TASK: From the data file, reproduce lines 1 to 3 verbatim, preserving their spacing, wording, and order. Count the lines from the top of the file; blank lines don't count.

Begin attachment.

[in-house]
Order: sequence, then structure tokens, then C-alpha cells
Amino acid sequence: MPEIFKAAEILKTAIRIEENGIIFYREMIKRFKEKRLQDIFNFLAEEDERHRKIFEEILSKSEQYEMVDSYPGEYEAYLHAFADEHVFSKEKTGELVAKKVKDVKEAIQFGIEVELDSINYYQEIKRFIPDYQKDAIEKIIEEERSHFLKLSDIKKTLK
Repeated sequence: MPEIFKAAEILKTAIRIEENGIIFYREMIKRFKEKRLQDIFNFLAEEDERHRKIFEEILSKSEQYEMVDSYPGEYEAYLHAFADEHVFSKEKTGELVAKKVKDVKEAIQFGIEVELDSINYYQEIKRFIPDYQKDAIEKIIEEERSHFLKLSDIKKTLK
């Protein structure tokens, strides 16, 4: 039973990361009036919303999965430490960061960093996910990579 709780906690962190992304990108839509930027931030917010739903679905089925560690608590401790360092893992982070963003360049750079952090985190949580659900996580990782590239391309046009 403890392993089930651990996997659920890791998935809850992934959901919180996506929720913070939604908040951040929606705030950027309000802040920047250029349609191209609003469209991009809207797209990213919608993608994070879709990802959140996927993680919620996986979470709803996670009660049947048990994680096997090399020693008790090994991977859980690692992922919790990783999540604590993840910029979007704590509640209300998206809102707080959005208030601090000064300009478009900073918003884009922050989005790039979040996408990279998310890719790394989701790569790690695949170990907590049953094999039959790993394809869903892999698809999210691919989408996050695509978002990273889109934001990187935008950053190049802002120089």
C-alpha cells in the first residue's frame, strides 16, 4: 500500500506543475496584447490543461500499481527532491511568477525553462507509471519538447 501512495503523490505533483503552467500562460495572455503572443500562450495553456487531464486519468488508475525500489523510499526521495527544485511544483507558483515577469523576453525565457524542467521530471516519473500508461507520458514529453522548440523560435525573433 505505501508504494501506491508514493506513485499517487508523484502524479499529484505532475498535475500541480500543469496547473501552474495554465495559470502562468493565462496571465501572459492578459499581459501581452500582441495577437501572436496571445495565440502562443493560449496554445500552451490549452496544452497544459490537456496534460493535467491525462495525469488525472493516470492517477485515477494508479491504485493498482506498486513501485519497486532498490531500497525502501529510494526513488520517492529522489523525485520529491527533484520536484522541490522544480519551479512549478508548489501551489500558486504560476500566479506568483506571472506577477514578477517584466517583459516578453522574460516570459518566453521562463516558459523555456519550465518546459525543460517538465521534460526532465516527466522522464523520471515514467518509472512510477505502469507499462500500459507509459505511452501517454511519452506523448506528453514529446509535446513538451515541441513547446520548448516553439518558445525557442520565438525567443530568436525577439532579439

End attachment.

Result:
[in-house]
Order: sequence, then structure tokens, then C-alpha cells
Amino acid sequence: MPEIFKAAEILKTAIRIEENGIIFYREMIKRFKEKRLQDIFNFLAEEDERHRKIFEEILSKSEQYEMVDSYPGEYEAYLHAFADEHVFSKEKTGELVAKKVKDVKEAIQFGIEVELDSINYYQEIKRFIPDYQKDAIEKIIEEERSHFLKLSDIKKTLK